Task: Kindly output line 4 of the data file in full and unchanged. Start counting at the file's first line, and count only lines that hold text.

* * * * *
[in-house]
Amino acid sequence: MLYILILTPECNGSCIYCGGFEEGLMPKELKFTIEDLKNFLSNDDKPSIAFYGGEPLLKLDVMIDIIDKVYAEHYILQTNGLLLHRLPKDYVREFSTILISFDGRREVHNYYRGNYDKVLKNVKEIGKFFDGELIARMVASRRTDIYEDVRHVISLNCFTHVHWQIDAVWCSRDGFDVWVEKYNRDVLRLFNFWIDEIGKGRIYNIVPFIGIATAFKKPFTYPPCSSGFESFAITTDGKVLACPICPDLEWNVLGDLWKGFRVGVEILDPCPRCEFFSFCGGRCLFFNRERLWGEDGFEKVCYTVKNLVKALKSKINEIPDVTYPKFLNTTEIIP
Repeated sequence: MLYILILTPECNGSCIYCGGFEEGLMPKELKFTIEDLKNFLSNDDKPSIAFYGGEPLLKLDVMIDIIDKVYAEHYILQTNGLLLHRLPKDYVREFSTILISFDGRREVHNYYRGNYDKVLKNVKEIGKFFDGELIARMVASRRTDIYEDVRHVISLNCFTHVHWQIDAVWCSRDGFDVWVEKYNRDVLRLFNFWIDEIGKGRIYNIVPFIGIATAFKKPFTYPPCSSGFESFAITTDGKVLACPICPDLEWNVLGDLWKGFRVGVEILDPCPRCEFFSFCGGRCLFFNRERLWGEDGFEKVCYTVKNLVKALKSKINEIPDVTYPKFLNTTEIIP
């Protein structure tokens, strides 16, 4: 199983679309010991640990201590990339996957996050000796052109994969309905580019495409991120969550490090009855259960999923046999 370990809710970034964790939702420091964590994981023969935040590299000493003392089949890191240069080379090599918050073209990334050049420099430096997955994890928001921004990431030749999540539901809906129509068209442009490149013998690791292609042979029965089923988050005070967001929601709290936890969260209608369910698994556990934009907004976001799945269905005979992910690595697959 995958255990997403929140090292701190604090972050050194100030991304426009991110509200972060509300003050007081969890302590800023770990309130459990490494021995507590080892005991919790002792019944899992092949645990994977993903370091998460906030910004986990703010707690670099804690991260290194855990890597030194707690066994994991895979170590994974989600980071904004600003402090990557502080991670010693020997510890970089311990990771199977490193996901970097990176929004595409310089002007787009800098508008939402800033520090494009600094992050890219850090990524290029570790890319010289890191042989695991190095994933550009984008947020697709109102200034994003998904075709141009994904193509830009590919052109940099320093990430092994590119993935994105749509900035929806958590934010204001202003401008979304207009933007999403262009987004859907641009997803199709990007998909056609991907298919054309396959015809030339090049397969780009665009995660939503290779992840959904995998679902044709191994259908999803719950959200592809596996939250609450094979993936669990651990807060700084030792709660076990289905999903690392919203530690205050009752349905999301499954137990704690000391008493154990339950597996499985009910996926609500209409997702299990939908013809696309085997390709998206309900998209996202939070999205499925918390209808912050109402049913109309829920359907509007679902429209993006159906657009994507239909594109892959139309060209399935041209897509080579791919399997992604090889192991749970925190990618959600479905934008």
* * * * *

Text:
């Protein structure tokens, strides 16, 4: 199983679309010991640990201590990339996957996050000796052109994969309905580019495409991120969550490090009855259960999923046999 370990809710970034964790939702420091964590994981023969935040590299000493003392089949890191240069080379090599918050073209990334050049420099430096997955994890928001921004990431030749999540539901809906129509068209442009490149013998690791292609042979029965089923988050005070967001929601709290936890969260209608369910698994556990934009907004976001799945269905005979992910690595697959 995958255990997403929140090292701190604090972050050194100030991304426009991110509200972060509300003050007081969890302590800023770990309130459990490494021995507590080892005991919790002792019944899992092949645990994977993903370091998460906030910004986990703010707690670099804690991260290194855990890597030194707690066994994991895979170590994974989600980071904004600003402090990557502080991670010693020997510890970089311990990771199977490193996901970097990176929004595409310089002007787009800098508008939402800033520090494009600094992050890219850090990524290029570790890319010289890191042989695991190095994933550009984008947020697709109102200034994003998904075709141009994904193509830009590919052109940099320093990430092994590119993935994105749509900035929806958590934010204001202003401008979304207009933007999403262009987004859907641009997803199709990007998909056609991907298919054309396959015809030339090049397969780009665009995660939503290779992840959904995998679902044709191994259908999803719950959200592809596996939250609450094979993936669990651990807060700084030792709660076990289905999903690392919203530690205050009752349905999301499954137990704690000391008493154990339950597996499985009910996926609500209409997702299990939908013809696309085997390709998206309900998209996202939070999205499925918390209808912050109402049913109309829920359907509007679902429209993006159906657009994507239909594109892959139309060209399935041209897509080579791919399997992604090889192991749970925190990618959600479905934008």